My father has been estranged from our family for some time now. This estrangement, in a way, is a good thing. My father is not a healthy person. He was abusive to both my mother and my siblings throughout my childhood. In my early twenties he went to prison after a felony conviction. The last time I saw him was during his arraignment hearing (it’s a strange thing to see your father in shackles and an orange jumper). He’s since been released and I’ve thought about contacting him several times. I miss having a dad. I’ve missed having a dad since I was 13 when I realized my father was mentally unwell and unable to carry on normal, healthy relationships. From what little information I have about how my father is doing today, there’s little to indicate that anything has really changed about his disposition or ability to have healthy interactions with people. So I choose to remain disconnected from him.

Nevertheless, he’s still my father. For better or worse, I would not be the person that I am today without his contribution to my life. It’s true that I’ve endured a lot of heartache and have hard to work very diligently to heal the damage that he directly contributed to during my childhood. I do not absolve him of responsibility for these actions. But I do forgive him. My father is a deeply damaged individual. He did the things to me, my siblings and mother that he did because of pain and suffering that was inflicted upon him by his own caretakers. For whatever reason, he didn’t have the wherewithal to stop the cycle of abuse with himself, so he perpetuated this abuse upon his own children and wife. This is sad, unfortunate and certainly inexcusable. But it is human. What I wish for my father is to find some relief for his suffering, in whatever way that is possible. For him, it may only come with death.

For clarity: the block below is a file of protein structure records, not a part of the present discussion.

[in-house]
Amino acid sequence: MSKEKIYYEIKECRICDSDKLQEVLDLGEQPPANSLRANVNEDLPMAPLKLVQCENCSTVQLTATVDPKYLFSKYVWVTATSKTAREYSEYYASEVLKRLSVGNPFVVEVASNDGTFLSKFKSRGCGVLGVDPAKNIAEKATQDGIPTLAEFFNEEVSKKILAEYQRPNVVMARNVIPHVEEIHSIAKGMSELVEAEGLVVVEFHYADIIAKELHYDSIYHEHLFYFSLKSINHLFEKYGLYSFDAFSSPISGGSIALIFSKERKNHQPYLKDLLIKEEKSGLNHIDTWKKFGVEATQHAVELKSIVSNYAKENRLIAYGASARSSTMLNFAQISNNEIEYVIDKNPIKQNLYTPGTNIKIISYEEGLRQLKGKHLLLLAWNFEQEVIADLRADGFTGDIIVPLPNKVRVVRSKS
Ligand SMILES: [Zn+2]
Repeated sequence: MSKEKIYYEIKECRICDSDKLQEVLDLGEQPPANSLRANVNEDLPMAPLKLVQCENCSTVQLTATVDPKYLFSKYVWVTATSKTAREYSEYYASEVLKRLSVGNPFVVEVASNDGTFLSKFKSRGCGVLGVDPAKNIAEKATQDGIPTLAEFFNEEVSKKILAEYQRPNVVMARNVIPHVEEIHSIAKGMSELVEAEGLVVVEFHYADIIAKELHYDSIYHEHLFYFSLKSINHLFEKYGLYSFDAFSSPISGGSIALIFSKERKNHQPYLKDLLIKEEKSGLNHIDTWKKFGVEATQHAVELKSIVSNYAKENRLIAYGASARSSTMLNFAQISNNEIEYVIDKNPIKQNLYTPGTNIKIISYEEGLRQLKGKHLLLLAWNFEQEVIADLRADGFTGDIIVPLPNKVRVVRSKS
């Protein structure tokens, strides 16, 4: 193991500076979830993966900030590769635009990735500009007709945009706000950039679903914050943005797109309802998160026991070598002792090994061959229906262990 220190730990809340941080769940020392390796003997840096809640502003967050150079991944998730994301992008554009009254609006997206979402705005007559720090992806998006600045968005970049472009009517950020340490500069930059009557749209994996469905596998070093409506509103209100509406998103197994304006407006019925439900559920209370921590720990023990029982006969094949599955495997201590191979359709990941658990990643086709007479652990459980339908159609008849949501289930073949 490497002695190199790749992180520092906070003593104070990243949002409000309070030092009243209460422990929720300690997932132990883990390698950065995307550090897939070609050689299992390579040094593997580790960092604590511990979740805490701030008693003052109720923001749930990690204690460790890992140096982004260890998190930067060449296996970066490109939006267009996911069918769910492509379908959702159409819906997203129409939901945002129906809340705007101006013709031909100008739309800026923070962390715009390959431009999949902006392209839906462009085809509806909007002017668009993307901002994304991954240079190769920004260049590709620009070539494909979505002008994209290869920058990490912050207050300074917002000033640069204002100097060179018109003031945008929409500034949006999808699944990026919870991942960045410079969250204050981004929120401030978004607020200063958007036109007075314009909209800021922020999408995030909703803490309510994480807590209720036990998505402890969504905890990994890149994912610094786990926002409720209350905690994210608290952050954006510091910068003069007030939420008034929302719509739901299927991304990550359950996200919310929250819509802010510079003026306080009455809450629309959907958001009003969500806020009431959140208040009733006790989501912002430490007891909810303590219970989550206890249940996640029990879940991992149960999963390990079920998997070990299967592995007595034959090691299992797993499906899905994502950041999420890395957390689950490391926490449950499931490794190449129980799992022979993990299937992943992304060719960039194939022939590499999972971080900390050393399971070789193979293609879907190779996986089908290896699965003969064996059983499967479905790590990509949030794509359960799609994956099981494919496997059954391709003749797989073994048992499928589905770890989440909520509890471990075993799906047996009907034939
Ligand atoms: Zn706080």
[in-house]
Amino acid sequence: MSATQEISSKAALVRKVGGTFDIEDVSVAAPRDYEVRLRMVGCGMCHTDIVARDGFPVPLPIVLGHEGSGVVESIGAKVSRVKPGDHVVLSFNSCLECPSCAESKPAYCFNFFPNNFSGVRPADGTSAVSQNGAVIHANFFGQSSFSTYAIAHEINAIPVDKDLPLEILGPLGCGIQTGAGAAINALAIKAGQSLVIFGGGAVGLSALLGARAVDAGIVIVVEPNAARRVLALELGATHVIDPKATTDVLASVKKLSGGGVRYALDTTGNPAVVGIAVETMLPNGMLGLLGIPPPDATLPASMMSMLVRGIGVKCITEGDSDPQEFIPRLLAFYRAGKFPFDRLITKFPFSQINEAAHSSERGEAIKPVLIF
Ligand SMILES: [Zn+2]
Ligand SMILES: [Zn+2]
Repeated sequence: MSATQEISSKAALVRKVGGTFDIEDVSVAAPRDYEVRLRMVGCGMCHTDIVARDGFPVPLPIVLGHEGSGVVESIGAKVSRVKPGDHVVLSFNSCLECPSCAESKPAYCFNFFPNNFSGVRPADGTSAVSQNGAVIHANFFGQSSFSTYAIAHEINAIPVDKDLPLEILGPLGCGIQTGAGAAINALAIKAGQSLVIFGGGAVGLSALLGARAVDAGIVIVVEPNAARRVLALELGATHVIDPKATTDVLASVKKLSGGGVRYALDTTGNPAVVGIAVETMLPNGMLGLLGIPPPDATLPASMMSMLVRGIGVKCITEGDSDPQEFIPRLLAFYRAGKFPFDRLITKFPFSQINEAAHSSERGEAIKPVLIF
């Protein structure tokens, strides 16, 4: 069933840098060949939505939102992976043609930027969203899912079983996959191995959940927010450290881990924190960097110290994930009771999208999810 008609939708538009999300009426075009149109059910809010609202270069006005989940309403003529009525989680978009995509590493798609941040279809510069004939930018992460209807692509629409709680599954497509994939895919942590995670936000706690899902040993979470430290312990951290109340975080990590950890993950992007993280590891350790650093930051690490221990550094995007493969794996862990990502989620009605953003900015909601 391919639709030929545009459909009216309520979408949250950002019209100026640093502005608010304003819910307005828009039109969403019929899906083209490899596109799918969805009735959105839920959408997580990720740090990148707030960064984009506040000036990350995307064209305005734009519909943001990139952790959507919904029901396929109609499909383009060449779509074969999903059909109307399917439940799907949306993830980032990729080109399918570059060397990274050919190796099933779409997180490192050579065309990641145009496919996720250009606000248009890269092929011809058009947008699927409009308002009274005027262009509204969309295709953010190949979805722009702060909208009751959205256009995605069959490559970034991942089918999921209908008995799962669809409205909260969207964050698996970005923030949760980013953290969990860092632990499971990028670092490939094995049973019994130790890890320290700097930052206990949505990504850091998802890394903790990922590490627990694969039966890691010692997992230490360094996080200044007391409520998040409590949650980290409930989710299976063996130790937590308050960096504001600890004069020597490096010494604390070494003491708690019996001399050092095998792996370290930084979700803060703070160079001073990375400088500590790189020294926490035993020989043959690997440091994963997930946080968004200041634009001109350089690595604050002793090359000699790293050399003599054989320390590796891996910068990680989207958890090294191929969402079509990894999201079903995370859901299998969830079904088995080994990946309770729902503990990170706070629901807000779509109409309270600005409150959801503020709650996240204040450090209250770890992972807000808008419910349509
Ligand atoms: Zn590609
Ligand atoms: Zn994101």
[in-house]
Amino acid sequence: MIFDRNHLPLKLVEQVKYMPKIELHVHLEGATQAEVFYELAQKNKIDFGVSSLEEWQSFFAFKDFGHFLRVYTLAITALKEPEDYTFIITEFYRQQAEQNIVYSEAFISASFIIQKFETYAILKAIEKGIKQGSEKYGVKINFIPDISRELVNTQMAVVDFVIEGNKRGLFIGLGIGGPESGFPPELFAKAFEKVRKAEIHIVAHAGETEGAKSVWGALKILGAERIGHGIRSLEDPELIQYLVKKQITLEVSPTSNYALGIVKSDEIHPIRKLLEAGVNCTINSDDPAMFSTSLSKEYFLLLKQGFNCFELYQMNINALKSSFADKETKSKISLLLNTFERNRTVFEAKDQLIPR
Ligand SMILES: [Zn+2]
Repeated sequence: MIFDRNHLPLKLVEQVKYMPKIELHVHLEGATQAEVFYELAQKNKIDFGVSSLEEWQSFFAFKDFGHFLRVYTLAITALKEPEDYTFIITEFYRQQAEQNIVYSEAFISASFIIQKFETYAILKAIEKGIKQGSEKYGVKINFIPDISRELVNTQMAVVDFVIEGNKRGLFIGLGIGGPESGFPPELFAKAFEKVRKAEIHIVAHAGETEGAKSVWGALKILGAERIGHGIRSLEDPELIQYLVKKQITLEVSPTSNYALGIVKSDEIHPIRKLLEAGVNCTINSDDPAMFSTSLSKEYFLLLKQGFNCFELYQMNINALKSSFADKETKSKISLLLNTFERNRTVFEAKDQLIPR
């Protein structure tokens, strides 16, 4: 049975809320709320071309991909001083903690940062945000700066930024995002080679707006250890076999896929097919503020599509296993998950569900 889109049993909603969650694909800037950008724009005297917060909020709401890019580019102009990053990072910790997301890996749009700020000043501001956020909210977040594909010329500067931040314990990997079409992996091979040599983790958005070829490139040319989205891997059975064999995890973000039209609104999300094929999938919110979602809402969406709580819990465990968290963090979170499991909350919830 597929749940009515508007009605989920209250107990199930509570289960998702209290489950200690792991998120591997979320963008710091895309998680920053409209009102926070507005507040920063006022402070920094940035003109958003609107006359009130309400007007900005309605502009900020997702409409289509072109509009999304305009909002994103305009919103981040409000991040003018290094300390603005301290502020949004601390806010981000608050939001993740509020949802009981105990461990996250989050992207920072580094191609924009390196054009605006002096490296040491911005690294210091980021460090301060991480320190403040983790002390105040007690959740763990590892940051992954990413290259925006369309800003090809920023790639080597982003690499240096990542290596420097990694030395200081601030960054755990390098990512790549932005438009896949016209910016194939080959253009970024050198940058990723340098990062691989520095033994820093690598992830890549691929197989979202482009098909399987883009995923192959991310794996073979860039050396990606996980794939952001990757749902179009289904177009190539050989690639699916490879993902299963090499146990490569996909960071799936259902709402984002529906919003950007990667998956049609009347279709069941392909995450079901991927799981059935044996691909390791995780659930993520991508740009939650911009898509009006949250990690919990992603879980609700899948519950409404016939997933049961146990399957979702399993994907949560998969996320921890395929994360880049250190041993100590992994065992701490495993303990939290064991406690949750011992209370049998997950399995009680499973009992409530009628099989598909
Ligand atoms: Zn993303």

So I have decided that I will bow to my father during this week’s ceremony. I will honor his contribution to my life.

In my heart, I think I knew from the beginning that I would choose to bow to my father. What, then, was the source of aversion and consternation I felt around this decision? I think it was that bowing to my absent father would acknowledge his absence and acknowledge how deeply I feel and grieve this absence. When I was younger, I thought that my sense of loss and grief would simply go away with time. But it hasn’t. In some ways it grows more acute. As I approach the time of starting my own family, I am saddened that my children will not get to know their grandfather. They won’t get to work in the print shop that I worked at as a child, they won’t get to work on projects with him. With each home improvement project, I have the urge to call my father up and ask for advice. Sometimes I just want to tell him about my latest accomplishment and I can’t. And it hurts.

So when I heard that inside of grief is great love, I immediately thought of my father. I am able to have grief for my father because I have a great love for him. And that’s okay. I have struggled with this notion over time. Love was not a word that was used in our family while I was growing up. I’m not sure that my father in capable of actually loving anybody. I think I internalized this ambivalence. But what I’ve come to realize is that it’s natural for children to love their parents. It’s what children do. It’s okay that I love my father even though he’s not part of my life and probably never will be again. It’s okay to love a parent who is deeply flawed and has done terrible things. Honoring that love doesn’t diminish any of the struggles that I endured as a child. In fact, I think it honors them.